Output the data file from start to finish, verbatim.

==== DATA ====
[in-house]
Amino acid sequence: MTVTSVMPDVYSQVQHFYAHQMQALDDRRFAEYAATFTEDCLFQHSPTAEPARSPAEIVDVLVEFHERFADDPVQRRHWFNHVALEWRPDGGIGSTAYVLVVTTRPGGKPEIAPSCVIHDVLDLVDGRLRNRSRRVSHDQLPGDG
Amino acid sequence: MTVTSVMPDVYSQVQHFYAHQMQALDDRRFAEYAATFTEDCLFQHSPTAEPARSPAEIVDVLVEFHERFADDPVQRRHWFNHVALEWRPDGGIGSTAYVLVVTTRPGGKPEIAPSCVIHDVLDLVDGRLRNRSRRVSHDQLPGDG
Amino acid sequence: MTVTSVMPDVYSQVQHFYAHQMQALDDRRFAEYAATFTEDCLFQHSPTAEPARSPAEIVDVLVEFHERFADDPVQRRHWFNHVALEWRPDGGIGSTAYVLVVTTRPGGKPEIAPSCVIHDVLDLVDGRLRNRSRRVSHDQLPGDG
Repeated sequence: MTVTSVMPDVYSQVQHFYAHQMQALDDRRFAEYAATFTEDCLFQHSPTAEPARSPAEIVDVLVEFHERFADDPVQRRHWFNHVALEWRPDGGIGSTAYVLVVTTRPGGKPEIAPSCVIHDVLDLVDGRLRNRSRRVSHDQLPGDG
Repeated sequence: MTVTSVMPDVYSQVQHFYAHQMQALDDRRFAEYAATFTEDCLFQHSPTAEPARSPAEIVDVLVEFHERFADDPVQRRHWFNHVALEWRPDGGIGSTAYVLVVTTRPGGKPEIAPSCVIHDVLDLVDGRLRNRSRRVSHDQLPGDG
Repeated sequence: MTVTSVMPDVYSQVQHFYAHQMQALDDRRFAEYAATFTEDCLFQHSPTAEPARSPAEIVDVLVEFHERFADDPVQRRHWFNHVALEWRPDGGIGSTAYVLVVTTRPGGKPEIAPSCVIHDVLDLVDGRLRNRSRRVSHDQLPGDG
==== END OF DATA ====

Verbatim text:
[in-house]
Amino acid sequence: MTVTSVMPDVYSQVQHFYAHQMQALDDRRFAEYAATFTEDCLFQHSPTAEPARSPAEIVDVLVEFHERFADDPVQRRHWFNHVALEWRPDGGIGSTAYVLVVTTRPGGKPEIAPSCVIHDVLDLVDGRLRNRSRRVSHDQLPGDG
Amino acid sequence: MTVTSVMPDVYSQVQHFYAHQMQALDDRRFAEYAATFTEDCLFQHSPTAEPARSPAEIVDVLVEFHERFADDPVQRRHWFNHVALEWRPDGGIGSTAYVLVVTTRPGGKPEIAPSCVIHDVLDLVDGRLRNRSRRVSHDQLPGDG
Amino acid sequence: MTVTSVMPDVYSQVQHFYAHQMQALDDRRFAEYAATFTEDCLFQHSPTAEPARSPAEIVDVLVEFHERFADDPVQRRHWFNHVALEWRPDGGIGSTAYVLVVTTRPGGKPEIAPSCVIHDVLDLVDGRLRNRSRRVSHDQLPGDG
Repeated sequence: MTVTSVMPDVYSQVQHFYAHQMQALDDRRFAEYAATFTEDCLFQHSPTAEPARSPAEIVDVLVEFHERFADDPVQRRHWFNHVALEWRPDGGIGSTAYVLVVTTRPGGKPEIAPSCVIHDVLDLVDGRLRNRSRRVSHDQLPGDG
Repeated sequence: MTVTSVMPDVYSQVQHFYAHQMQALDDRRFAEYAATFTEDCLFQHSPTAEPARSPAEIVDVLVEFHERFADDPVQRRHWFNHVALEWRPDGGIGSTAYVLVVTTRPGGKPEIAPSCVIHDVLDLVDGRLRNRSRRVSHDQLPGDG
Repeated sequence: MTVTSVMPDVYSQVQHFYAHQMQALDDRRFAEYAATFTEDCLFQHSPTAEPARSPAEIVDVLVEFHERFADDPVQRRHWFNHVALEWRPDGGIGSTAYVLVVTTRPGGKPEIAPSCVIHDVLDLVDGRLRNRSRRVSHDQLPGDG